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Beauty. Mom was a beauty. Dad was good looking for a ginger, but Mom was out of his league, easily an 8 to his 6. He was a good guy, and she knew a bargain when she saw one. They met at the University of Arizona in the early 1930s. He was a senior, she was a freshman. He lived at Aunt Helon's house. She was a friend of the family, an honorary aunt. Mom lived on campus. Dad helped Aunt Helon out around the house in exchange for room and board. The Vermillions paid Mom's way. Their courtship lasted a couple of years. They got married September 1, 1934. That was the year Dad got his Masters in Range Management. He was an ecologist before the word was in common use.

Intrepid. When Dad was writing his Master's thesis, Mom pitched in as his typist. She was an intrepid typist. I have medals she won for typing, one for 90 wpm. I don't think I ever cracked 50 in my touch typing class. His thesis examined the virtues of a minor dryland grass, Rothrock's grama aka Bouteloua rothrockii. Dad's thesis was legendary in our family. Mom had to type it at least three times, and it was not short. Peggy and Tim made up a song: Boota-loota-loua roth rocky-eye, rocky-eye, rocky-eye… Sung to the tune of Joshua fit the Battle of Jericho.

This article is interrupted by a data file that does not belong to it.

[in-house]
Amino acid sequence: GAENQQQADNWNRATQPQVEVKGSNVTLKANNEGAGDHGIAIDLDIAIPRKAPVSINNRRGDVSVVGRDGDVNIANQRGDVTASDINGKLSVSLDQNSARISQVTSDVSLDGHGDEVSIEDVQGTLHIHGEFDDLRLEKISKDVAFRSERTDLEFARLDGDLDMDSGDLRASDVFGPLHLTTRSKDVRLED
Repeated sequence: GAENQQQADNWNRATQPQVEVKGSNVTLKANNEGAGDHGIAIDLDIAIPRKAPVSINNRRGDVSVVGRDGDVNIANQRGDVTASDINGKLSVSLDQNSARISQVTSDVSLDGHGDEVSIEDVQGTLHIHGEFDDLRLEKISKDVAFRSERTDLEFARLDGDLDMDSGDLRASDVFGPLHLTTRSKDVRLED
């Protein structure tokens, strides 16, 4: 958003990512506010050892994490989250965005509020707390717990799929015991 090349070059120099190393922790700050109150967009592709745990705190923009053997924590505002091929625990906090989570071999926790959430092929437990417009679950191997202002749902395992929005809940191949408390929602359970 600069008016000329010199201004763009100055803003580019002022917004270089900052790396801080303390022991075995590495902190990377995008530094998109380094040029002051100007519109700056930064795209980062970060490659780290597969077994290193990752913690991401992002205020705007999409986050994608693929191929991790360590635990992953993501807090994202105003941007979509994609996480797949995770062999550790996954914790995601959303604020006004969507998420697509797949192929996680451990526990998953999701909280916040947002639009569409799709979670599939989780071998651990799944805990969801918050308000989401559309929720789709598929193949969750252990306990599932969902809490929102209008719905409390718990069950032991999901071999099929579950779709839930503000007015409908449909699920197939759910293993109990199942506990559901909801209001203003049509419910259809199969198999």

Imprint. My crush on Dad left me with an unfortunate tendency to crush on redheads. Mom's striking beauty had a similar effect. As an infant I imprinted on my parents. That's a mistake many of us make. Our parents are surrogates transmitting us to human. Our real parents are wisdom. We're all children of god. But the more wisdom you acquire the more awkward imprinting is. I'm a slow learner but I learn really well because I pay attention. Most people don't pay attention, don't learn, don't get wise. They're not playful enough. Most people sleepwalk through life. I'm awake now. Because I woke up in this life my whole life is affected. Time doesn't exist for wisdom because wisdom is in 5-space.